This Friday, 25 January, as I do every year, I shall be going to the Basilica of St Paul Outside-the-Walls to conclude the Week of Prayer for Christian Unity with solemn Vespers. I invite Romans and pilgrims to join with me and the Christians of the Churches and Ecclesial Communities that will be taking part in the celebration to ask God for the precious gift of reconciliation among all the baptized. May the holy Mother of God, whose apparition to Alphonse Ratisbonne in the Church of Sant'Andrea delle Fratte we are commemorating today, obtain from the Lord an abundance of the Holy Spirit for all his disciples, so that together we may reach perfect unity and thus offer the witness of faith and life that the world urgently needs.
After the Angelus:
I would now like first of all to greet the young university students who are many - thank you for your presence -, teachers and all of you who have come today in such great numbers to St Peter's Square in order to take part in the prayer of the Angelus and to express your solidarity to me; it is wonderful to see a communal solidarity of faith: thank you for this. I also extend a greeting to the many others who are united to us in spirit; I thank the Cardinal Vicar who promoted this meeting. As you know, I very willingly accepted the courteous invitation extended to me to speak last Thursday at the inauguration of the academic year of "La Sapienza-University of Rome", and I worked joyfully on my Address. I am well acquainted with this Athenaeum, I think highly of it and am fond of the students who attend it: every year, on various occasions, many of them come to meet me at the Vatican, together with their colleagues from other universities. Unfortunately, the atmosphere that had been built up made my presence at the ceremony inappropriate, as is well known. I postponed the Visit in spite of my wishes, but desired nevertheless to send the Text I had prepared for this occasion in the days after Christmas. I am attached to the university environment, which was my own world for many years, by love for the search for the truth, by comparison, by the frank and respectful dialogue between reciprocal positions. All this is also the mission of the Church, which is committed to faithfully following Jesus, Teacher of life, truth and love. As an emeritus professor, so to speak, who has met so many students in his life, I encourage you all, dear university students and teachers, always to show respect for the opinions of others and to seek goodness and truth in a free and responsible spirit. I renew the expression of my gratitude to each and every one, assuring you of my affection and prayers.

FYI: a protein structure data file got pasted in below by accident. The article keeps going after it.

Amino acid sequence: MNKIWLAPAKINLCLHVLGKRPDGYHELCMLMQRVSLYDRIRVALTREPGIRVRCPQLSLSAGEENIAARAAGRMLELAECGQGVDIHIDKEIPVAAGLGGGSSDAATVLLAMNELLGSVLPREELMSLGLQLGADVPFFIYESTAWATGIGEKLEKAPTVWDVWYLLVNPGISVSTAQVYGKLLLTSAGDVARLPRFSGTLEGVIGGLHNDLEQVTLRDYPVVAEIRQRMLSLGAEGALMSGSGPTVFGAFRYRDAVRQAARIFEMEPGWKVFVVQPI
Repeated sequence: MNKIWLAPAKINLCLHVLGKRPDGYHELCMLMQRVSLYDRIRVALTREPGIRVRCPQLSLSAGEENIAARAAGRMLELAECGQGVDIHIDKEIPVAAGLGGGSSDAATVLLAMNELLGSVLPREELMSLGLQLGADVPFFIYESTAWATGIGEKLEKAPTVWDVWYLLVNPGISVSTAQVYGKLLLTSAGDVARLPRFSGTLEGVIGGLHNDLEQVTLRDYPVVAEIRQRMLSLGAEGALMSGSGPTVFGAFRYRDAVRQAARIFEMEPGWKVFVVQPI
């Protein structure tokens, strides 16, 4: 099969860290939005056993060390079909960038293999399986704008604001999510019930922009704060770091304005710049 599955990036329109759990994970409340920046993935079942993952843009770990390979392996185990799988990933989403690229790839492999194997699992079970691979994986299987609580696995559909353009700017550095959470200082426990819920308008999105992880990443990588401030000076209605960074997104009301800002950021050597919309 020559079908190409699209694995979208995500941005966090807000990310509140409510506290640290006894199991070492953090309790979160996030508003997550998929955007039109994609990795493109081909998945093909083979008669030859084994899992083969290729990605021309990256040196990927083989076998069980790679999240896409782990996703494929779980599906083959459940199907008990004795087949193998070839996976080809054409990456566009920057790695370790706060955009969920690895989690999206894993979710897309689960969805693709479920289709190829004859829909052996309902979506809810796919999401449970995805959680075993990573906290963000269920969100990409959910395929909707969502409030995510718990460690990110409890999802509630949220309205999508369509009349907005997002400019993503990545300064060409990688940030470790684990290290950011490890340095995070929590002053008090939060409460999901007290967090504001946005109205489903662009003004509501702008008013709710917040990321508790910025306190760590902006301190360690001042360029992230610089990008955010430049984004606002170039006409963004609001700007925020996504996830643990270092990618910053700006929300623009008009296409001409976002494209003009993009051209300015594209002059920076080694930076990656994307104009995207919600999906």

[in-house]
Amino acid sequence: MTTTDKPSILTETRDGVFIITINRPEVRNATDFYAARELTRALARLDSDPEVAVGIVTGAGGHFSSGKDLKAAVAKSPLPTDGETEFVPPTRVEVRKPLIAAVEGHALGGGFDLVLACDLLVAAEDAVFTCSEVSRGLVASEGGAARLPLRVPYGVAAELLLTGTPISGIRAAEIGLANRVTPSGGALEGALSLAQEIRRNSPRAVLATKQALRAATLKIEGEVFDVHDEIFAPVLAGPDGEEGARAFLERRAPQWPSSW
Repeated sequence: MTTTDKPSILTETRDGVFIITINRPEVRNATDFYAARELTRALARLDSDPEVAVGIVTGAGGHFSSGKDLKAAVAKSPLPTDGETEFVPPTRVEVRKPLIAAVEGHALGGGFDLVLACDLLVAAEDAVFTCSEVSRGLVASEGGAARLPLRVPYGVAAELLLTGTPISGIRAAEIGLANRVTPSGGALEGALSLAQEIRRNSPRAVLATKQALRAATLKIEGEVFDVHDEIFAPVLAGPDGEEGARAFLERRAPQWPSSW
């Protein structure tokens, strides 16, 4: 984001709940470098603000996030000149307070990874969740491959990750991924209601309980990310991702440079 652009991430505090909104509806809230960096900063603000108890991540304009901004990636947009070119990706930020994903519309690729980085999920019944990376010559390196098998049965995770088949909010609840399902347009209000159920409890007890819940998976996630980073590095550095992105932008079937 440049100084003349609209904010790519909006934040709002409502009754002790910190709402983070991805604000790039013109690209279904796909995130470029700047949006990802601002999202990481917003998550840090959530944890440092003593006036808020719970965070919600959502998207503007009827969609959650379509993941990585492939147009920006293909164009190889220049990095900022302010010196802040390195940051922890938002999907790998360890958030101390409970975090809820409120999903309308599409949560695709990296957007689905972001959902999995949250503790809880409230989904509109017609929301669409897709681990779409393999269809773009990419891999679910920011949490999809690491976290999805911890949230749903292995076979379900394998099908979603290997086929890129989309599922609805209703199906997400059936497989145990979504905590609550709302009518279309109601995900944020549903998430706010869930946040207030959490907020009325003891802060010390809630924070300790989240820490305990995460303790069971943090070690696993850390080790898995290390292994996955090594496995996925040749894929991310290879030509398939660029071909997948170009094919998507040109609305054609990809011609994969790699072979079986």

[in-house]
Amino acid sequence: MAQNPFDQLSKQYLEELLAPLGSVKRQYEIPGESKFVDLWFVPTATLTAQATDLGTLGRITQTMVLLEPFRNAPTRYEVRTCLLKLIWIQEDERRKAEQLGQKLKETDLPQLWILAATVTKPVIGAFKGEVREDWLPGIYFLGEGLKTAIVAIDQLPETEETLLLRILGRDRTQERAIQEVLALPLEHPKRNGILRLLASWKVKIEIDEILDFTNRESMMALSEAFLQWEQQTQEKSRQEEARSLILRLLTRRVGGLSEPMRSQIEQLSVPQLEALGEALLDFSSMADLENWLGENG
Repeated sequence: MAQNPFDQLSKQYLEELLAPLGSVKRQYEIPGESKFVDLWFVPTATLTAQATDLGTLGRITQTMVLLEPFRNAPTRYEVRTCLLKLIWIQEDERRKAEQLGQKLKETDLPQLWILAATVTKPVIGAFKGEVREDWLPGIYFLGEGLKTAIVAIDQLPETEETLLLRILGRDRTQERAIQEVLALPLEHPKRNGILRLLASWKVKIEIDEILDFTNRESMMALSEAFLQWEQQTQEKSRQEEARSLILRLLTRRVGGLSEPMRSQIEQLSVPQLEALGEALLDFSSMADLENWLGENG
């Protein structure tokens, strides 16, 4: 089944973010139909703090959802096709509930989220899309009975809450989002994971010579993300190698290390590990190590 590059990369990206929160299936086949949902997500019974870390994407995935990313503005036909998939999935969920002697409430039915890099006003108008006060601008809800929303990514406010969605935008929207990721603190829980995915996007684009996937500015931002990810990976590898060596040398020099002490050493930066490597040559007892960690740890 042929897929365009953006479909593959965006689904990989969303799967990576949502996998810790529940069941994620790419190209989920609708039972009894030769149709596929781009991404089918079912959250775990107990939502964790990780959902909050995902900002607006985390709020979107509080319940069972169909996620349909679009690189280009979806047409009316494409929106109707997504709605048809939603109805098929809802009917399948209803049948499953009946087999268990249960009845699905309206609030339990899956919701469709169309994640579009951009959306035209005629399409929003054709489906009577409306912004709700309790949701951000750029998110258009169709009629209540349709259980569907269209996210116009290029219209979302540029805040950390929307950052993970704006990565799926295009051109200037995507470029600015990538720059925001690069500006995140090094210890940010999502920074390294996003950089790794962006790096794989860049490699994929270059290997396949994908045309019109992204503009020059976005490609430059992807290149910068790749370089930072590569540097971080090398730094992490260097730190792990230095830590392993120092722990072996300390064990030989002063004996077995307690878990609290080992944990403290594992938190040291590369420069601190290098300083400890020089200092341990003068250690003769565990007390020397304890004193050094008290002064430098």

I am happy to greet all the English-speaking pilgrims and visitors present for this Angelus. Today’s Gospel presents the figure of John the Baptist who proclaims Jesus as the Chosen One of God. It is Christ, anointed with the Holy Spirit, who brings forgiveness of sins and the gift of new life. May we welcome this gift and strive with courage to follow in the footsteps of our Saviour.
I wish you all a pleasant stay in Rome, and a blessed Sunday!
St Peter's Square
Dear Brothers and Sisters,
This Sunday is World Day of Migrants and Refugees, which every year invites us to reflect on the experience of numerous men and women and a great many families who leave their homeland in search of a better standard of living.
Migration is sometimes voluntary and at other times, unfortunately, is forcefully imposed by war or persecution and often happens — as we know — in dramatic circumstances. The Office of the United Nations High Commissioner for Refugees (UNHCR) was set up 60 years ago for this reason.
On the Feast of the Holy Family, straight after Christmas, we recalled that Jesus’ parents were also obliged to flee from their country and seek refuge in Egypt, to save the life of their Child: the Messiah, the Son of God was a refugee.